Bonobos “Wizard Shop” in lower Manhattan on April 18, 2017 in New York City.
Bonobos co-founder Andy Dunn is returning to the retailer as a brand consultant as the company looks to walmart Earlier this year, Bonobos and new parent company WHP Global were announced on Friday.
Dunn, who founded the menswear label in 2007, will report to Yehuda Shmidman, WHP’s global chief executive, but will be joined by Bonobos president John Hutchison and courier company CEO Tim Baxter.
WHP Global and Express Inc., which operates the Express brand, bought Bonobos from Walmart for $75 million in a deal announced in April and closed last month. Walmart originally bought Bonobos for $310 million in 2017 as it struggled to expand its online presence under former e-commerce president Marc Lore.
“It’s an almost limitless opportunity, right?” Shmidman told CNBC of the decision to bring Dunn back to the brand. “You’ll have the opportunity to gain insight into why the brand was created in the first place, how successful it was in its first few years and how that happened, and learn from it to inspire the next phase of growth.”
Shmidman said WHP Global had no plans to change Bonobos DNA, and said the company’s decision to appoint Dunn was part of its plan to center the brand’s core identity.
“It’s really important to know that we haven’t changed. In fact, if anything, we’re doubling down on the same DNA that gave Bonobos success,” Shmidman said.
One area Shmidman would really like to see change is Bonobos’ physical footprint: The brand currently operates a brick-and-mortar Guideshop, where customers can try on clothes and then order them online, but only in the U.S. Under WHP Global, Bonobos can say, Expand internationally.
“What about the bonobos in Dubai? How about the bonobos in Hong Kong?” Schmidman said. “How cool would that be?”
Dunn said he was happy to be “sat at the table”, this time just advising the brand – not running it.
“I’m here to provide service in whatever way I’m asked, and I think that’s what it takes to be really close to the customer. I’m a lot older than when Bonobos started, you know, I’m 43 now, I was 28,” said Deng En said. “So, I got a lot of perspective on the product and the customer and how we can start this new chapter and get bigger.”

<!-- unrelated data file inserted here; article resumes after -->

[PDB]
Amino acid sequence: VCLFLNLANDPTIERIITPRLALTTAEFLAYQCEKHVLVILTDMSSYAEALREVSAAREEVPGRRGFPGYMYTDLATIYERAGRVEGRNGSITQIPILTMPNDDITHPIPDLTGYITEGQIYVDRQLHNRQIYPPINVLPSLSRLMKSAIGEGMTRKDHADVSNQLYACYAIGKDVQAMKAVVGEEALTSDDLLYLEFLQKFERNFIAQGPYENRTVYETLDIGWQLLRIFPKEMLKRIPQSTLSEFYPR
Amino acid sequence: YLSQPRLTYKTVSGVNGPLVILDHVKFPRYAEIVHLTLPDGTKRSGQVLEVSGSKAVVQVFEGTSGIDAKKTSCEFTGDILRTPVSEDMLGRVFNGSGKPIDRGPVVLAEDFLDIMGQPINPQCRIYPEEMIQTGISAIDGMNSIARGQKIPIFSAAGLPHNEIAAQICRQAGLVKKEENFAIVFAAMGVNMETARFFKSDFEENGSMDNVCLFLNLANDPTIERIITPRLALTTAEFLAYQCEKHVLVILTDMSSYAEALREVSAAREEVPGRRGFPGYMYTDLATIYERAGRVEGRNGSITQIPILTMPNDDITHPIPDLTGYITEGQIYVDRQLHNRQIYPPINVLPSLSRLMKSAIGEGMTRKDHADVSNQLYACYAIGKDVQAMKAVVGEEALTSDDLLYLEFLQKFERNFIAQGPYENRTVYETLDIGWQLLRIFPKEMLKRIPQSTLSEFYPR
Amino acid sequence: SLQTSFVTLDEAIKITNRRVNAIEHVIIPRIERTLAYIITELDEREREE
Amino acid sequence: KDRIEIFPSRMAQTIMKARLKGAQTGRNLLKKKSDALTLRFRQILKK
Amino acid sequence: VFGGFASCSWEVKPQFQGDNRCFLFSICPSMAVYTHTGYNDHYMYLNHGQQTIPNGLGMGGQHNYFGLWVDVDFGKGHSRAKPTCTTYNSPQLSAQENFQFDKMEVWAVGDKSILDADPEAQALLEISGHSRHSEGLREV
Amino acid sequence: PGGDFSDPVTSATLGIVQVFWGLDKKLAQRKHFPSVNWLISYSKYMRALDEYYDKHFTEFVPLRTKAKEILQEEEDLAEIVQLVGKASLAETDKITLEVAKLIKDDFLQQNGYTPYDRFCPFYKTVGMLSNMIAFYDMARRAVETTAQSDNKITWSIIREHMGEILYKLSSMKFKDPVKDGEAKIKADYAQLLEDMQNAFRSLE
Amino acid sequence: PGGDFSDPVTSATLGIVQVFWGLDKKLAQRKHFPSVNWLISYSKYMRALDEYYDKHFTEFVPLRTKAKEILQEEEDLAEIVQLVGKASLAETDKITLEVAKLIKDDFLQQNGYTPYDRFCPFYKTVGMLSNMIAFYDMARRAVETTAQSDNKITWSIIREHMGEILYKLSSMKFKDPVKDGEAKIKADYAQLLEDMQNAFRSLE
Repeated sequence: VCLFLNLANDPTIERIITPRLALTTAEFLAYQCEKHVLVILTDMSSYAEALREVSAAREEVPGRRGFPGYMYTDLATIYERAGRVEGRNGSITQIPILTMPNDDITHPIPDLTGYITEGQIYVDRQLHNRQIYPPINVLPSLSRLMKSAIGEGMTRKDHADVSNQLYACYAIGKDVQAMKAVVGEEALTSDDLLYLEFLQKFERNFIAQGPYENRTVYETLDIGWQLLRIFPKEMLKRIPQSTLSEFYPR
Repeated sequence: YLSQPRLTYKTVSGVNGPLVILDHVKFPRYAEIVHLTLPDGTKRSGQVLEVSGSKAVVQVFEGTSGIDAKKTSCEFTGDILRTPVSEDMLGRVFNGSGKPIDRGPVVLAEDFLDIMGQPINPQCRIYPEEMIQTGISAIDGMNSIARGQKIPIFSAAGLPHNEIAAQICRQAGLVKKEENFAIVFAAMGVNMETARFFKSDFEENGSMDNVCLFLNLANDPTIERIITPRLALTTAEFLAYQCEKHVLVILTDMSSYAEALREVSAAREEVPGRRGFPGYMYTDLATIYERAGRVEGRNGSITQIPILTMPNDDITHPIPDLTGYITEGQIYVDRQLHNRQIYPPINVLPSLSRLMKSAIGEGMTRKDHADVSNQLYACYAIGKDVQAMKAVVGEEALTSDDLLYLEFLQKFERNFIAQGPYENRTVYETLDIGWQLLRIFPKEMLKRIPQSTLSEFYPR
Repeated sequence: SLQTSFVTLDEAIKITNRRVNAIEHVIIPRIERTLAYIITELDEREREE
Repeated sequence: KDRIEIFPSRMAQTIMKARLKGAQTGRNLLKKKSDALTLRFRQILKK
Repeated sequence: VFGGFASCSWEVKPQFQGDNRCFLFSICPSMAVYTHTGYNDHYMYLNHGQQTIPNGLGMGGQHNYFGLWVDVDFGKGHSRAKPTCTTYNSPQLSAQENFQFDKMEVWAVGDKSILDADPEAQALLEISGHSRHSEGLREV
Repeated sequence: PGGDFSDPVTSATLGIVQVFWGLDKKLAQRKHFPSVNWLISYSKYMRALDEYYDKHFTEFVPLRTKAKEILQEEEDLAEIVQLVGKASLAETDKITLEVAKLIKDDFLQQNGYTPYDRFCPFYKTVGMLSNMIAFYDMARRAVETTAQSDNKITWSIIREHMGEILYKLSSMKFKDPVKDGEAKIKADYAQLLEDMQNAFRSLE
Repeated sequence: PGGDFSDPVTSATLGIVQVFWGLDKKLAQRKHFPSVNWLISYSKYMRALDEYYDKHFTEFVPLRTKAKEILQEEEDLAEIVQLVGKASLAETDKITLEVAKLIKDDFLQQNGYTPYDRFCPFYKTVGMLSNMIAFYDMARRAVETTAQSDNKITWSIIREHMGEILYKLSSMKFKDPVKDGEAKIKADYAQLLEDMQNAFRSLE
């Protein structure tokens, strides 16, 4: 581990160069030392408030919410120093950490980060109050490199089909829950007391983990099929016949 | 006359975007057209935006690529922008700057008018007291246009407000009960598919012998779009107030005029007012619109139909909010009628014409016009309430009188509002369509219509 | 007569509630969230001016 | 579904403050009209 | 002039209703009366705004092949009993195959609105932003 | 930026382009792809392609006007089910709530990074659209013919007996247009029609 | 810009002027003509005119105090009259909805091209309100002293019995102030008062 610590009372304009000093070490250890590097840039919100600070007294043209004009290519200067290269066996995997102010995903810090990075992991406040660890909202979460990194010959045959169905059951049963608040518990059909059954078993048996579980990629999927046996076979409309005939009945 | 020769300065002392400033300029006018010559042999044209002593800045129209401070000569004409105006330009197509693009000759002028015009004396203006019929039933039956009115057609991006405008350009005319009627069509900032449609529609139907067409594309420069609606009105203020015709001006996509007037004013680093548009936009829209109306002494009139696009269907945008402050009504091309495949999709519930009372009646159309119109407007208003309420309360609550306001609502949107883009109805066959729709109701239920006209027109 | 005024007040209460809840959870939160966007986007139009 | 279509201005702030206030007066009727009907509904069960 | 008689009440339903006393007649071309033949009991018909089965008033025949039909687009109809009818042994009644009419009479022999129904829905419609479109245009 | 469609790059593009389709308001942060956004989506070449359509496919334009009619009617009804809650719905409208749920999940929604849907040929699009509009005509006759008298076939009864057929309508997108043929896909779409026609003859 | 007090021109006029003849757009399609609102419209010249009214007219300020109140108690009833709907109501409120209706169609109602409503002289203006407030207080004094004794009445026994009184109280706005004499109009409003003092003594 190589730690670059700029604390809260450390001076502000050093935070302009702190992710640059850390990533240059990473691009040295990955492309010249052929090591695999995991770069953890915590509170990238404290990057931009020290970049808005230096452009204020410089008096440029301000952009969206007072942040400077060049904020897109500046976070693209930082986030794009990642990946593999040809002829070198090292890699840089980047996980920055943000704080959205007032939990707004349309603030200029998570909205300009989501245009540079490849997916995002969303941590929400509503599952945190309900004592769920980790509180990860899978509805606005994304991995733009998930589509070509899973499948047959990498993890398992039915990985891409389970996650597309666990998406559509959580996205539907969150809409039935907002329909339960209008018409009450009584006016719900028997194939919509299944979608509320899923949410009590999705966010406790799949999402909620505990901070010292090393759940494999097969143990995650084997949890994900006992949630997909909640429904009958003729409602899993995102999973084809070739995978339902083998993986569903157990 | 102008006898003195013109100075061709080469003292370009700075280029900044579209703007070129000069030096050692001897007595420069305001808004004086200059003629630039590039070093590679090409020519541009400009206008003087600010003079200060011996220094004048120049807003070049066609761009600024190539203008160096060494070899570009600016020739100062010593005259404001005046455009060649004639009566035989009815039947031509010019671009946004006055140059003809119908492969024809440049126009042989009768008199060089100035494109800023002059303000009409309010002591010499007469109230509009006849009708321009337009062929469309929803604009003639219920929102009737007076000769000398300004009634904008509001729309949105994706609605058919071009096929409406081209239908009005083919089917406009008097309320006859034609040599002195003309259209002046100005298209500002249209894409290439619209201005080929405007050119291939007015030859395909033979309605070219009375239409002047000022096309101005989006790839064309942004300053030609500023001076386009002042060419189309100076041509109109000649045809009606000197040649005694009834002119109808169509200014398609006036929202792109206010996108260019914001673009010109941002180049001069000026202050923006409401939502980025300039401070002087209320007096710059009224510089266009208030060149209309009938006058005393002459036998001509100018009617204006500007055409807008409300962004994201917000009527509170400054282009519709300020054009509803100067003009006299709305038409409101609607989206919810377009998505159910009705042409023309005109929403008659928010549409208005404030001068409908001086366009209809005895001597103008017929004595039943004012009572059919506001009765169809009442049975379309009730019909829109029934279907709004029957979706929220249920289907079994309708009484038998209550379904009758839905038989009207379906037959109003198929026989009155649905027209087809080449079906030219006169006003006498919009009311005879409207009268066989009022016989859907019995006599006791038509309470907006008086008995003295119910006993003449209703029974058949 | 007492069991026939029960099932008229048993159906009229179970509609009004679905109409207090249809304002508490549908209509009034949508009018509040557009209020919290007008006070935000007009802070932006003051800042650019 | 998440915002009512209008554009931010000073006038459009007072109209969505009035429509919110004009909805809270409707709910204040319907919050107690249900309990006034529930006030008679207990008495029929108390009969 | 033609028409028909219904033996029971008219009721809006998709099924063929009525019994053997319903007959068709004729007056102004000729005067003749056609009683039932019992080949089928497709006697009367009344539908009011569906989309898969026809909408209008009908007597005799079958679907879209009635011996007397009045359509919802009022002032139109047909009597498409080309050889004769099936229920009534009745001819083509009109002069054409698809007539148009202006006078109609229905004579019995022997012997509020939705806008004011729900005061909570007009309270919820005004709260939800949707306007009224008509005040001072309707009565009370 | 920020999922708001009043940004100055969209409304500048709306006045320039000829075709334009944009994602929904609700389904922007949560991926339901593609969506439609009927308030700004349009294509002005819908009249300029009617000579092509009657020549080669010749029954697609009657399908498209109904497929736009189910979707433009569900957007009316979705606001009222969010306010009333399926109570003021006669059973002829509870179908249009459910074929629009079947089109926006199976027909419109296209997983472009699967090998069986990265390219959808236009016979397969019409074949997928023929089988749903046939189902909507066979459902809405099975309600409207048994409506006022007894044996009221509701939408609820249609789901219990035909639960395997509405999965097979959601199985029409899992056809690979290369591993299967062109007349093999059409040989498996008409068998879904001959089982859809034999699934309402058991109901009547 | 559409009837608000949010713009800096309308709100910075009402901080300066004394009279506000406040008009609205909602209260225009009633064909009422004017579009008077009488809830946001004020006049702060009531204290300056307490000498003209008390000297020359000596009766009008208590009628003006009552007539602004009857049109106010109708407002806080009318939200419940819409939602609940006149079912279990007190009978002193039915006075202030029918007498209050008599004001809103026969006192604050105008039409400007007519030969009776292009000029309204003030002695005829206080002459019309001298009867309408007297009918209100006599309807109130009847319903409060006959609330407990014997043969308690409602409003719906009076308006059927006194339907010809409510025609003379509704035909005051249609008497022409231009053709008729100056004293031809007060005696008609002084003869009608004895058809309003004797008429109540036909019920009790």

Bonobos started as a digital-only retailer and grew into a pioneer in the direct-to-consumer space after successfully scaling, becoming profitable and gaining national recognition.
When Walmart decided to acquire the brand, some saw the partnership as moot, as the mega-retailer’s focus on value seemed at odds with Bonobos’ identity as a high-end menswear line.
While Walmart is selling Bonobos at a steep discount to what it paid, the acquisition isn’t necessarily a loss-maker for Walmart. The partnership helps boost its digital sales.
Online sales accounted for about $53.4 billion, or nearly 13%, of Walmart’s total U.S. net sales in the last fiscal year that ended in late January, according to company filings. That’s a jump from 2019’s $15.7 billion, or about 5% of Walmart’s total U.S. net sales.
Andy Dunn, co-founder of Bonobos
Source: Brian McConkie
But how Bonobos is doing under Walmart’s sprawling tent — and what it’s getting — isn’t so black and white.
At the time of the acquisition, Dunn wrote in a blog post The sale to Walmart gives Bonobos access to a wider ecosystem and believes the deal is in line with its goal of “becoming the market leader in all high-end menswear.”
It also gave Dunn the opportunity to work with Lore, his longtime mentor who he considers “the best person in the world at building e-commerce assets for emerging third-party brands.”
The day after that blog post was published six years later, Dunn told CNBC that he stands by his decision to sell the company to Walmart and “strongly” disputes critics’ claims that the brand has been diluted by the acquisition.
“From a premium positioning standpoint, the Bonobos business is still moving to the right,” Dunn said. “From a customer standpoint, I don’t think it’s changed much, you know, my reading is I think the evidence of the continued growth of the brand is in the pudding.”
The Walmart umbrella gives Bonobos access to a broader customer base and protects it from the same pandemic-related headwinds that have plagued other independent retailers during the global health crisis.
“With the pandemic and the tough times in retail, for me, that was a moment where I stepped back and thought, wow, we made the right decision to put Bonobos in such a strong house,” Dunn said. inside.”
Today, Bonobos is still posting double-digit sales growth, WHP Global said.